Monday, April 15, 2024

Sprayer Nozzle Selection

This Small Part Plays A Big Role In Making A Crop


Nozzles are one of the least expensive parts on a sprayer that has the most effect. The correct nozzle recommendation, along with pressure, volume and other parameters for effective application can be found on the pesticide label, said Simerjeet Virk, University of Georgia Extension precision ag specialist. Producers should always start pesticide application by reading the label.

“If you have a worn nozzle or the wrong size or type, the chances of something going wrong are significantly increased,” Virk said.

A Complex Decision

Several factors can influence the coverage and efficacy required during spray applications for effective weed or pest control. 

“Those factors include pressure, volume, boom height, droplet size, tractor speed and field conditions,” he said. “All play a part in good coverage of the crop.” 

Nozzle type affects sprayer output, uniformity, coverage and drift. Consult the manufacturer’s catalog to select the nozzle that provides the desired output (flow rate and droplet size) specific to the application. 

“Nozzle selection will also depend on the ground speed and pressure required to achieve the rate in gallons per acre,” Virk said. 

What About Rotational Crops?

University of Georgia Extension weed specialist Eric Prostko says most cotton growers in Georgia readily adopted the Xtendflex (dicamba) or Enlist (2,4-D choline) crop production systems, which require the use of nozzles designed to mitigate potential off-target movement of the herbicides. But would these nozzles, engineered to deliver very coarse to ultra-coarse droplets, work for rotational crops?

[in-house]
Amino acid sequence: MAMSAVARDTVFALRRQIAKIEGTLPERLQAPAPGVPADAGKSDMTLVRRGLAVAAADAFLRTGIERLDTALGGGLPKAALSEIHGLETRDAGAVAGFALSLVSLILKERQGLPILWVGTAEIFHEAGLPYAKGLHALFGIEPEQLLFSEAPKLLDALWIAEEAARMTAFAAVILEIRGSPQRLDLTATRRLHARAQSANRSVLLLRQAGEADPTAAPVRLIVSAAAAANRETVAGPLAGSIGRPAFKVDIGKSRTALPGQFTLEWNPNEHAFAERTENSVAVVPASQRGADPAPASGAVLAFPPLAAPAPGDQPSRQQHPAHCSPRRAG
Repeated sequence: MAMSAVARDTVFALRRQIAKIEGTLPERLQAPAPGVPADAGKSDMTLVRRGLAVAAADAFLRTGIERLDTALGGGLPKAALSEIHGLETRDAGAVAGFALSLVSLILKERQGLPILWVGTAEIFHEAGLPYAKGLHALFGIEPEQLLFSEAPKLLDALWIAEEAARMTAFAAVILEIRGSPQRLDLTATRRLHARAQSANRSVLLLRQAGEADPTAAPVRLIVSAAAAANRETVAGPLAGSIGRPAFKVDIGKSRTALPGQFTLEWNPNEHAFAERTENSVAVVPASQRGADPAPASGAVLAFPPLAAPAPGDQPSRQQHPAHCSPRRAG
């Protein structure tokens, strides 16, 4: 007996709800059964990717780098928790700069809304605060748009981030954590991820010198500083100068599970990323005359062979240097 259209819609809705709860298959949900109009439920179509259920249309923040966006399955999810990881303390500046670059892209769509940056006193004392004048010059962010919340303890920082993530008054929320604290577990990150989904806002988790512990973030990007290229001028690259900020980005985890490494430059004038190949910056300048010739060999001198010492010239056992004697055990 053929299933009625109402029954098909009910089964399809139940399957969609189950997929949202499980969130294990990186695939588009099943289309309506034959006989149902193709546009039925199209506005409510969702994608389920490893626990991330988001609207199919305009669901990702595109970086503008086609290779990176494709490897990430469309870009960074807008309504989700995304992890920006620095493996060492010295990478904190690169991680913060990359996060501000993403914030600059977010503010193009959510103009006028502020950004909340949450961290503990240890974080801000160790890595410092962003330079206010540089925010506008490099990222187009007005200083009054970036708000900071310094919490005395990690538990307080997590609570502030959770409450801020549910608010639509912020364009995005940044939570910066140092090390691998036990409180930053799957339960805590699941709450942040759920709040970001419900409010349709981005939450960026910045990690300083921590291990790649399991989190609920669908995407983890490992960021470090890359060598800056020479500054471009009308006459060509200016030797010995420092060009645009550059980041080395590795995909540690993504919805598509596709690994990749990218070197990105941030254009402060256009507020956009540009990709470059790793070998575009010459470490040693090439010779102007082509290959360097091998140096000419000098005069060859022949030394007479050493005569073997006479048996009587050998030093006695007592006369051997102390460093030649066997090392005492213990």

UGA Extension weed specialist Eric Prostko has conducted on-farm research trials to see if auxin nozzles could be used effectively in rotational crops, particularly peanuts for Georgia producers.

“Since most cotton growers in Georgia also produce peanut, growers would like to be able to use these auxin nozzles for pest management in peanut thereby reducing the need for sprayers to be equipped with multiple nozzles,” Prostko said. 

To compare the performance of standard flat-fan nozzles to auxin nozzles, Prostko coordinated seven on-farm research trials in commercial peanut fields over a three-year period. All agri-chemicals were applied by the grower and according to the grower’s typical production practices.

Prostko found that cotton producers could use the auxin nozzles for pest management in peanuts without concern for reduced pesticide performance. 

“Consequently, growers can save approximately $200 to $500 per applicator/sprayer in extra nozzle expenditures depending upon nozzle type/spacing/spray boom width,” he said.

 Various research trials using the auxin nozzles in the two crops continues.  

Another Time-Saving Option

Even if auxin nozzles could be used for both cotton and peanuts, there are other sprayer applications with a proper nozzle selection. 

“Is there one nozzle that can do the best job across all pesticide applications? Probably not.” Virk said. 

In this instance, he recommends using a multi-nozzle turret body. 

“You can put three, four or five nozzles, depending on the type of turret body, which will work best for each type of application — herbicide, fungicide or insecticide — as you go through the season. You don’t have to take it on and off. All you do is change the turret to the type of nozzle you need.”

Time spent on sprayer maintenance, nozzle selection, set up and calibration will go a long way to helping ensure effective spray coverage and pest protection.

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